Federal overhaul equals easing of student debt for public servants

Encouraging news from the U.S. Department of Education earlier this month means many public servants, which includes nurses, teachers, nonprofit employees, government workers, and others, will find it easier to have their student debt forgiven after 10 years of payments.  

The Public Service Loan Forgiveness (PSLF) program was meant to encourage college graduates to spend a good portion of their careers in public service work, which often pays less than private employment, by promising them their student debt remaining after 10 years of payments would be forgiven. But a poorly run and difficult to navigate process meant hundreds of thousands of Americans applied and believed they had met the requirements, but only about 2% were getting their loans forgiven.  

The changes to PSLF are temporary, and systemic problems must still be addressed at the state and federal level. The NCGA should continue to move House Bill 707, which will offer protections to borrowers not covered by the overhaul. But public servants with student debt can assess their eligibility and begin the process of applying for forgiveness here:  

The Department of Education’s PSLF Help Tool.  

The changes are summarized here and include a waiver that will count payments toward credit for the program regardless of the type of loan the student borrower carries. This waiver is in effect until October 31, 2022, so borrowers must apply within the next year.  

Qualifying payments will also be broadened to include payments that were previously not counted because they were off by a small amount or late a few days. Active-duty military will see their months spent serving our country count toward PSLF certification even if their loans were in deferment or forbearance, and will be given automatic credit for PSLF by virtue of their enlistment. The Department of Education will also review denials, correct errors, and improve outreach.  

So many public servants took on careers that paid them less but filled our society’s vital needs. They made sacrifices and poured their talents and energies into work that benefits us all. Their difficulty getting credit after good faith efforts to fulfill the requirements of PSLF have been sad and unjust. We appreciate these temporary improvements and look forward to more progress toward a healthy higher education system through state and federal policy reforms. 

Rochelle Sparko is Director of North Carolina Policy at the Center for Responsible Lending.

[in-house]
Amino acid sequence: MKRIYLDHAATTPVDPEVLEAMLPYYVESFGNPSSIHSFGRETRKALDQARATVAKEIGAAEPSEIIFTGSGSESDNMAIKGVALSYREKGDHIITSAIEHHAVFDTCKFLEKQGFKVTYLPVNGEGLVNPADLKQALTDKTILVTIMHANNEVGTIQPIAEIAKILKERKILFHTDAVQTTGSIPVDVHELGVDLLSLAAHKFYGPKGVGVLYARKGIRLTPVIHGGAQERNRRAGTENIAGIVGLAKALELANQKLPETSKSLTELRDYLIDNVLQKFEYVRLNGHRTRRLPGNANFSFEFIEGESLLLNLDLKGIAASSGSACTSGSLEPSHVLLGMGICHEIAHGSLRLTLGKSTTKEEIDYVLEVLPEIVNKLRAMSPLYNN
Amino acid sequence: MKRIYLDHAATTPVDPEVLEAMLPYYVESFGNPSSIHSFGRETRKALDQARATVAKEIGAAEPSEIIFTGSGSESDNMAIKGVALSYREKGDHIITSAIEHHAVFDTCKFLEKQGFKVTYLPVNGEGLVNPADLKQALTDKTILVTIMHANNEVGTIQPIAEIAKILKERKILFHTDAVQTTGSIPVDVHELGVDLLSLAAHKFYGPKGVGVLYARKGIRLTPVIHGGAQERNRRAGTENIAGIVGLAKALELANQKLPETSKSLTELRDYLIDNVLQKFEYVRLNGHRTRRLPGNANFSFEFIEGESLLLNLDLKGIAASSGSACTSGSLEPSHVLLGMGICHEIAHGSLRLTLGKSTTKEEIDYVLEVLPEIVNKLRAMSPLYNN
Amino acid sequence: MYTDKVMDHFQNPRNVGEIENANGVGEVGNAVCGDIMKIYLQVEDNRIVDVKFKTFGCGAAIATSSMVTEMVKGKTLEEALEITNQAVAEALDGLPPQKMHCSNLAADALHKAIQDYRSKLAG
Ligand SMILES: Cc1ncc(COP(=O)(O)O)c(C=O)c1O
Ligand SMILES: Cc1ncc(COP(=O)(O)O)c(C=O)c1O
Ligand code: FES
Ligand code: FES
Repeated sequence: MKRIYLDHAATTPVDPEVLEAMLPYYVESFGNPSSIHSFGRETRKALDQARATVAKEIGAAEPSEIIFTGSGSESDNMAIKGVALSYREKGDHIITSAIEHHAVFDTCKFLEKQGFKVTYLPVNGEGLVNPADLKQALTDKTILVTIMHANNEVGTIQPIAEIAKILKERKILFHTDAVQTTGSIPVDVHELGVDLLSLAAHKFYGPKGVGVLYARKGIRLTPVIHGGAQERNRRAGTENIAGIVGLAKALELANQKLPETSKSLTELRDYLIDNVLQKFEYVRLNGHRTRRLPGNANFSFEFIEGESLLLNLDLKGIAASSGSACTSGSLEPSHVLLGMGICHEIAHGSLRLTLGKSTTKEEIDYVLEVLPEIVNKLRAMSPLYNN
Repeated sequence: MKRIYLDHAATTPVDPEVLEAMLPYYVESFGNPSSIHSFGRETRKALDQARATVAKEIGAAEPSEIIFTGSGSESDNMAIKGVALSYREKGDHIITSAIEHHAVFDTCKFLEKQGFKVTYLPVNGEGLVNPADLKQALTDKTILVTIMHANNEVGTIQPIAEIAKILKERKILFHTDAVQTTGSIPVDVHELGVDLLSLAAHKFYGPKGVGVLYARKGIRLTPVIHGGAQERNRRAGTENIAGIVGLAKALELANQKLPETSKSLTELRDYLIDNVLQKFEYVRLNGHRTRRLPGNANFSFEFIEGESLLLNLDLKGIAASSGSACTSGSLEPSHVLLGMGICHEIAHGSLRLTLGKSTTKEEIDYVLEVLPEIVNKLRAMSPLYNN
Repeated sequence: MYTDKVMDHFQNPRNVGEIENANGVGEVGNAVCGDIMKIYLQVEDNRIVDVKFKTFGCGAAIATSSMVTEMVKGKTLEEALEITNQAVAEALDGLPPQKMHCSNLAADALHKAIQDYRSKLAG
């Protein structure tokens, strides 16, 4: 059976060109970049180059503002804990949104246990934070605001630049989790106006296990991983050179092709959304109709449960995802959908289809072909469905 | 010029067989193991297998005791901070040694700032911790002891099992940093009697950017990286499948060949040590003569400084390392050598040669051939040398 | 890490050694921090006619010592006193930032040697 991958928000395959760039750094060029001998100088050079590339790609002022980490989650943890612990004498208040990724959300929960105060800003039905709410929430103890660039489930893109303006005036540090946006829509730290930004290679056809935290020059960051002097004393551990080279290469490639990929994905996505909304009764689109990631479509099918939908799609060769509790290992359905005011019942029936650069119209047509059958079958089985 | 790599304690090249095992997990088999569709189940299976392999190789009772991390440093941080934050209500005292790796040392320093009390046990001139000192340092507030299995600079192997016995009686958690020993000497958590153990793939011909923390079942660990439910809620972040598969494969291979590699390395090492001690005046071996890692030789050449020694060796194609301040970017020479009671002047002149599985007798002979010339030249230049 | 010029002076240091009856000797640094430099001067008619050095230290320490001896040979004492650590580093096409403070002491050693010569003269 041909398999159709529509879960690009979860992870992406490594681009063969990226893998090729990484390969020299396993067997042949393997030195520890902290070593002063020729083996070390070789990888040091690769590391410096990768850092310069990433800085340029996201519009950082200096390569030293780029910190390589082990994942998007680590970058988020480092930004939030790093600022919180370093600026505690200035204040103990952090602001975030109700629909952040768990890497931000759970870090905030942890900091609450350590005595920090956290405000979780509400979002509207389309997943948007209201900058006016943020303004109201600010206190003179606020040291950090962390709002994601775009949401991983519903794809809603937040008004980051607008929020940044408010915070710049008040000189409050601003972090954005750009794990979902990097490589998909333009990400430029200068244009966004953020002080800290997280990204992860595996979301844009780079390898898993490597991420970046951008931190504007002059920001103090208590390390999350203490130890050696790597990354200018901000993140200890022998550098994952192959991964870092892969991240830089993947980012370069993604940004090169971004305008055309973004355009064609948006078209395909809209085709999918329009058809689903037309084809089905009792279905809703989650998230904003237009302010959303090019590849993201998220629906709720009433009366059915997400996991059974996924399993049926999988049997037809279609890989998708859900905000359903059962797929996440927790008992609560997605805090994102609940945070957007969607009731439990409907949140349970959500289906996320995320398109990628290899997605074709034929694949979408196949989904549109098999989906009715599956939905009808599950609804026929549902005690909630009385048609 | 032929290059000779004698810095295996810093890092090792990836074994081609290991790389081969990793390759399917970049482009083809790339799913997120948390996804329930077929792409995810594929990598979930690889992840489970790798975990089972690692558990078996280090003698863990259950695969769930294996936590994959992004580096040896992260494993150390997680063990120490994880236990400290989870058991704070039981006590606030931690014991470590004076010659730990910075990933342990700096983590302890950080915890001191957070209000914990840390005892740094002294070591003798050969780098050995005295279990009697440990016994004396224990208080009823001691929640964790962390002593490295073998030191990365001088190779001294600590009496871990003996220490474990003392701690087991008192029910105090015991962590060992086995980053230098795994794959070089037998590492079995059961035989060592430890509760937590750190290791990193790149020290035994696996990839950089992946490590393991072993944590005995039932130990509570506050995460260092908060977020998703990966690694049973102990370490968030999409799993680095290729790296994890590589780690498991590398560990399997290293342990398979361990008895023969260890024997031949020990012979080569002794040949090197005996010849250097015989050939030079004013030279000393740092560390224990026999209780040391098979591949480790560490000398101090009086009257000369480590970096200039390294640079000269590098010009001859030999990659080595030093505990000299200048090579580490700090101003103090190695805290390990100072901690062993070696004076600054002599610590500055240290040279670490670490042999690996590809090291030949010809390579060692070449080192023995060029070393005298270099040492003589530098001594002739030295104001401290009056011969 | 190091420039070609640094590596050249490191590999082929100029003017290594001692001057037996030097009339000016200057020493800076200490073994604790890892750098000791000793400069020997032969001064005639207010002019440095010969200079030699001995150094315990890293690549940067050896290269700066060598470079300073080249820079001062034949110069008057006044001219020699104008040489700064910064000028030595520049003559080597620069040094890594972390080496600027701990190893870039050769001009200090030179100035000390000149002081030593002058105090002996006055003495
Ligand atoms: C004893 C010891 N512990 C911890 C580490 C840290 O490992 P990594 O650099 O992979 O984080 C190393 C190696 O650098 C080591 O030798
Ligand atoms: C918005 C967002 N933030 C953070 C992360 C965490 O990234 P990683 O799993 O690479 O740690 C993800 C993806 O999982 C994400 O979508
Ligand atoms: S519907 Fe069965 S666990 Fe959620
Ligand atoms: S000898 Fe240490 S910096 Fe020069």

For more on student loan debt in North Carolina and the Public Service Loan Forgiveness (PSLF) program, click below to listen to Policy Watch’s recent podcast with Sparko.

Read the Fine Print: Court Costs

This article is part of a series lifting the veil on the numerous and profound changes to vital North Carolina programs and services made in the lengthy and wonky special provisions of the budget.  We’re starting with the special provisions in the House budget and will continue when the Senate releases its version of the budget.

Special provision in focus: Justice & Public Safety

This special provisions and the policy changes included can be categorized as:

  • Just plain sticking it to all those [insert type] people

Special provisions attached to the budget suggested by the House budget subcommittee on Justice and Public Safety outline over $80 million in new and increased court fees that are intended to offset state appropriations to the legal system. That’s a lot of dough by any standards, but the real kicker is that those dollars may exist mostly in the minds of legislators, not the wallets of those in the justice system. It’s completely unrealistic to assume that raising the statutory fees will result in 100% of the fee revenue forecasted. As anyone who has worked in or around the court system knows, not every plaintiff and defendant is flush with cash these days.

And talk about kicking people when they’re down – the special provisions suggest we should double the court fee assessed on foreclosures, from $150 to $300 per foreclosure. Yes, you heard that right. As we’re mucking our way out of a deep, dark recession caused mostly by wild financial speculation on mortgages and irresponsible lenders, our legislators have the gall to suggest that North Carolinians who are in the heartwrenching process of losing their homes should shoulder more of the cost of providing core government services.

Of course, we’ll probably be told it will all work out to our advantage because they’ll be cutting corporate taxes as part of the budget. So, the banks that wrote the mortgage to the family now in foreclosure will get a tax cut, and the family losing their house will just have to go a little bit deeper into debt than they already were thanks to the court’s new, higher foreclosure fee. Why would anyone object to THAT scenario?